No Category Wabler on 04 Jan 2007 09:16 am
You can create a “hook” in PHP for plugins or additional processing, when you dont want something to act normally. This will allow you to write one script and then not have to go back and make the script ridiculously long, and full of if statements for different conditions. You can change the behavior based on conditions, or you can change it for some other reason.
This is also a good way to do minor revisions to your scripts, for testing, and then take them down quickly, without having to upload an new version of the original. You can just delete the hook file off the server.
Another thing that you can use this for, is testing different blocks of code in the same place, for how your users react. You can create a random number, and pull up a different hook based on that number, and then record how your users react.
What you can do is simply add 1 if statement to the file, around the section of code that you want:
Now what you can do is add the code for the hook in the condition for the if else block:
On the condition that the hook file exists, that file will run instead of the regular code. If it doesn’t the regular code runs. Simple!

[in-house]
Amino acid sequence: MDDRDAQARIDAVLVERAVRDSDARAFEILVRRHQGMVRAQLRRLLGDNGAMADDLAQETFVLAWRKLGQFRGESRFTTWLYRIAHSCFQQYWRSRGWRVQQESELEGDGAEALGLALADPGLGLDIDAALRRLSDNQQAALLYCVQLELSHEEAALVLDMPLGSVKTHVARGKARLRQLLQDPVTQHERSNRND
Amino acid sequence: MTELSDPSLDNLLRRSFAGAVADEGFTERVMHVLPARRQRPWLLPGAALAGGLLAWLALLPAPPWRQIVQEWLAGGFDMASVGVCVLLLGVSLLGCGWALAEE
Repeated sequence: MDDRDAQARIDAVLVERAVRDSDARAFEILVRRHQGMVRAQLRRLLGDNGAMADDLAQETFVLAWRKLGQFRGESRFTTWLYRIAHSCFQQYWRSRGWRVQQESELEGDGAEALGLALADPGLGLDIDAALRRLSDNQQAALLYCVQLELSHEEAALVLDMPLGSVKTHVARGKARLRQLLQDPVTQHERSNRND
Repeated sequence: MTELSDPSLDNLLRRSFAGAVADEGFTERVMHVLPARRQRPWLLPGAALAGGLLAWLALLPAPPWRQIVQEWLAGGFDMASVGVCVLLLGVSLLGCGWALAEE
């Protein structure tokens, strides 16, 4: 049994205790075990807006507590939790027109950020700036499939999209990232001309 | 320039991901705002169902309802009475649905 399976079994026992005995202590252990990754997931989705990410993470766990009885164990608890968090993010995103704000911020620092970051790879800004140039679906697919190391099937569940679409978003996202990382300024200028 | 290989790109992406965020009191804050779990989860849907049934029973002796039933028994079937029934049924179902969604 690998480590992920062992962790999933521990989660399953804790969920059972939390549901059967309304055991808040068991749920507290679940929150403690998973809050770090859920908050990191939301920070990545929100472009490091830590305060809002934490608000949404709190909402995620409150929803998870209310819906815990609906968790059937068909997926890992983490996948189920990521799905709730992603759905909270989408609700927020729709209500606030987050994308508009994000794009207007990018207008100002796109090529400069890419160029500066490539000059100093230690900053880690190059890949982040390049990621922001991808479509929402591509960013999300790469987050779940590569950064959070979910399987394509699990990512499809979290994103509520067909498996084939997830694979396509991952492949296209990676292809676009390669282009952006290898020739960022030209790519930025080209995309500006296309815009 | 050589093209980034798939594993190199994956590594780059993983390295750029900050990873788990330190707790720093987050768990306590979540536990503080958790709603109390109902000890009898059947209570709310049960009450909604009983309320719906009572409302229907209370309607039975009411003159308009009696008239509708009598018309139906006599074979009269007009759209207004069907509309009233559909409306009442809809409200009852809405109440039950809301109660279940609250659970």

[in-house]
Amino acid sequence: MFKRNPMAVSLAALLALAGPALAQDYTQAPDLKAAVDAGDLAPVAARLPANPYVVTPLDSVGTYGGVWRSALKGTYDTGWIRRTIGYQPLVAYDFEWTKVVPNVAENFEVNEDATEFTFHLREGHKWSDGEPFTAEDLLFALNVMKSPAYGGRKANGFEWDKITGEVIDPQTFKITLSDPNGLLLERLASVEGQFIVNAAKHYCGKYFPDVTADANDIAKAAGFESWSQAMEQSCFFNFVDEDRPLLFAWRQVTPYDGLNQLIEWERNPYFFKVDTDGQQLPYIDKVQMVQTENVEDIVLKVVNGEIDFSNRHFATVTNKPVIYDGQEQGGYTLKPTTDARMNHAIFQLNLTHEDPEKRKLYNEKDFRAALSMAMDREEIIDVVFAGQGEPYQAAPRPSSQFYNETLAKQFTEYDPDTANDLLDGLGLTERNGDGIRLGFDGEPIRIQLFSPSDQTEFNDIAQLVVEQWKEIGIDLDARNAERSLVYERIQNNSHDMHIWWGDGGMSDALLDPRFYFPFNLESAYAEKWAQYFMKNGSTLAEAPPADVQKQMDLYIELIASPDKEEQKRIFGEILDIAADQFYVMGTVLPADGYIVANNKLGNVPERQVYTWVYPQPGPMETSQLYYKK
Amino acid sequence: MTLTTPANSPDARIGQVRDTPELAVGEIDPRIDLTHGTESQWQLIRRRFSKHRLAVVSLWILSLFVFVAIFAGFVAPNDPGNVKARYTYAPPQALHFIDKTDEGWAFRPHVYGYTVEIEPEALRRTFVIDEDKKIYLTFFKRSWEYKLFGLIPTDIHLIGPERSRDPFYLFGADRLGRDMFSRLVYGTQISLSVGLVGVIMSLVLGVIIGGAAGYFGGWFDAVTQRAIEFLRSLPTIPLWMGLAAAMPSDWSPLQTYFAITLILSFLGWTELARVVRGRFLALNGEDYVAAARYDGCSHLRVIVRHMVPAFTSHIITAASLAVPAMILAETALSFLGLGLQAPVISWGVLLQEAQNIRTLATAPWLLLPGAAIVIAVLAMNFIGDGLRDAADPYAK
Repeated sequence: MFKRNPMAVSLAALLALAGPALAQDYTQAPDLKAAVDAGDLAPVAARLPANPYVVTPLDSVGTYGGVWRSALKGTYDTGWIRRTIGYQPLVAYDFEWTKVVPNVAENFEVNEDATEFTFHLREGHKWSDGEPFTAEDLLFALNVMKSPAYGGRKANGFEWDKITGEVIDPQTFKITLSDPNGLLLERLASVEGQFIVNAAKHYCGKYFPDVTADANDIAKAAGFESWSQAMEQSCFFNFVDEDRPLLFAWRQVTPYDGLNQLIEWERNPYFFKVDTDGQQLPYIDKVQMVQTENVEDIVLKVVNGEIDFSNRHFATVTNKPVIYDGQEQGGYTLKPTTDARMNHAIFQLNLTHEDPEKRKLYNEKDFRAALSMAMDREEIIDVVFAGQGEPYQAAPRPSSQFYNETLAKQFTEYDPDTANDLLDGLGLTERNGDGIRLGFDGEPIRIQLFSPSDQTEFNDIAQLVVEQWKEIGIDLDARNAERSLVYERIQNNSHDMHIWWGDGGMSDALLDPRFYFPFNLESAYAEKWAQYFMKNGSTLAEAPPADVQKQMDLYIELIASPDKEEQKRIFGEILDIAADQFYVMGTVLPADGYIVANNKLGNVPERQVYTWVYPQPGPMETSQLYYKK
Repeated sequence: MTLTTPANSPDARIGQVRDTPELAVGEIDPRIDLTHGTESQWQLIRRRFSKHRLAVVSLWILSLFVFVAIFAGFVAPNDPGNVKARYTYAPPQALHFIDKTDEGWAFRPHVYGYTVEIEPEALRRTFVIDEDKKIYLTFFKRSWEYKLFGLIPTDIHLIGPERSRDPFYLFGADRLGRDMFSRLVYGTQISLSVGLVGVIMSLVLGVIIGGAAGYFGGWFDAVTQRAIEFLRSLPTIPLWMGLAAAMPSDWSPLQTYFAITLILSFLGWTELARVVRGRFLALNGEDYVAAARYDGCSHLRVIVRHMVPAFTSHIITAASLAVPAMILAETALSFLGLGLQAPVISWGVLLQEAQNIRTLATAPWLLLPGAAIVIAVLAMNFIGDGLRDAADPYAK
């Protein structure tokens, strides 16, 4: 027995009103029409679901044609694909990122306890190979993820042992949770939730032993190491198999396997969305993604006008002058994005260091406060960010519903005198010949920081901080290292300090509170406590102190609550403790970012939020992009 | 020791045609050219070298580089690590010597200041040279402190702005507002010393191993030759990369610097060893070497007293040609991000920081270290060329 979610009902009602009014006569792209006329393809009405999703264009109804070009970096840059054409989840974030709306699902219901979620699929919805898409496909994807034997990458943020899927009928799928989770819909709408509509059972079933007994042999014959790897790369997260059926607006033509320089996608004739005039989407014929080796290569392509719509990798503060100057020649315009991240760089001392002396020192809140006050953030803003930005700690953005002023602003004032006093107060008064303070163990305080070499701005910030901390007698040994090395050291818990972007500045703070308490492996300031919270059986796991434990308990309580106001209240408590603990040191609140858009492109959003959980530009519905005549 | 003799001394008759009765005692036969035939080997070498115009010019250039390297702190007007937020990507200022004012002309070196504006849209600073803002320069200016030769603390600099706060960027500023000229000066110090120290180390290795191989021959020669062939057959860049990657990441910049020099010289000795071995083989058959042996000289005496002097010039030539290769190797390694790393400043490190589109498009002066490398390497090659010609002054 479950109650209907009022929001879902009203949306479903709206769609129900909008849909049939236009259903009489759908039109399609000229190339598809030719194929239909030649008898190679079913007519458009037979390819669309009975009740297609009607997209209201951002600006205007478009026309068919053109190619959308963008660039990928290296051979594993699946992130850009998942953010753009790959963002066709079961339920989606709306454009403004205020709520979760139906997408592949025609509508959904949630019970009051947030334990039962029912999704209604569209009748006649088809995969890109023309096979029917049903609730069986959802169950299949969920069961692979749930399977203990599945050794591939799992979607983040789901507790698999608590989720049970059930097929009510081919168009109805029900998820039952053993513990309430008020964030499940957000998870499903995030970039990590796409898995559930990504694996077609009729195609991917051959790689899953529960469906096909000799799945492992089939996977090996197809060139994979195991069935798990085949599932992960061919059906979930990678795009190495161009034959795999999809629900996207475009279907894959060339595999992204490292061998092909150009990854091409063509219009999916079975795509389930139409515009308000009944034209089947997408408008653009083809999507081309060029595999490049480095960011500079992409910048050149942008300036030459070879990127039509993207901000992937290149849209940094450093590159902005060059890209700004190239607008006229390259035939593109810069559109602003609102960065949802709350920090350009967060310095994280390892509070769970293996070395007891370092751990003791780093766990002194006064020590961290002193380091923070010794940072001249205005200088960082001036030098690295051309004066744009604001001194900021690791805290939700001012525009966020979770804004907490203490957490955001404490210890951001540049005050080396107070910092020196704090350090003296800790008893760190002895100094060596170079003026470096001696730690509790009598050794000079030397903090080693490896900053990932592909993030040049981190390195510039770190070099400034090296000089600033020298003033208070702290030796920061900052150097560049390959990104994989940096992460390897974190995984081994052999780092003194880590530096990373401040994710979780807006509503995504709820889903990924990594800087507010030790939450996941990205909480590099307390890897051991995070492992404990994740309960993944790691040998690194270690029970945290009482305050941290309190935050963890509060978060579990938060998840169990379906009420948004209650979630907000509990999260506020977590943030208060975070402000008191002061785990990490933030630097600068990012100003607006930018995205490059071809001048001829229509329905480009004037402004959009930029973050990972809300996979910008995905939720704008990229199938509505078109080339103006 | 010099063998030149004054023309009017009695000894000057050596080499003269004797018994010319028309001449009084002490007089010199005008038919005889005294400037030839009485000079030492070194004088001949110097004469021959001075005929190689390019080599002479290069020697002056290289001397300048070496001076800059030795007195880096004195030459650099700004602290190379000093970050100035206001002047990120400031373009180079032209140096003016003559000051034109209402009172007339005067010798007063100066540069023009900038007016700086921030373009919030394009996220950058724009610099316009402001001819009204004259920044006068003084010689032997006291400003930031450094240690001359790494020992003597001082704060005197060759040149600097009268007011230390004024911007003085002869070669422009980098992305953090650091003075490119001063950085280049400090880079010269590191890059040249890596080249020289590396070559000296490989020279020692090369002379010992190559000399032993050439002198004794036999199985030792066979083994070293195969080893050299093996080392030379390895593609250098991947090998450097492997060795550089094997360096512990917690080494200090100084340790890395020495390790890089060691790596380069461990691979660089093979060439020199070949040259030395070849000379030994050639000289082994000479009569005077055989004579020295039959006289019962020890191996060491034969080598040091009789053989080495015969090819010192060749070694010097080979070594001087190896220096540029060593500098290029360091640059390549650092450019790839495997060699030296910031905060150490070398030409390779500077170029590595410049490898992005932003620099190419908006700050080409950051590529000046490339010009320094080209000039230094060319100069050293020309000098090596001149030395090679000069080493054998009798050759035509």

Write your plugins, and add the hook if statements around all of your code sections that you would like to be able to modify. Name the files in the original code in such a way that is intuitive and easy to remember, or that is based on possible values of a variable.
Just remember the rules for include, require, include_once, and require_once and use the one that fits your code the best. Otherwise, if you drop your hook statement into a loop, you could cause your code to die when it tries to pull in a file more than once.
Note: Prior to PHP 4.0.2, the following applies: require() will always attempt to read the target file, even if the line it’s on never executes. The conditional statement won’t affect require(). However, if the line on which the require() occurs is not executed, neither will any of the code in the target file be executed. Similarly, looping structures do not affect the behaviour of require(). Although the code contained in the target file is still subject to the loop, the require() itself happens only once.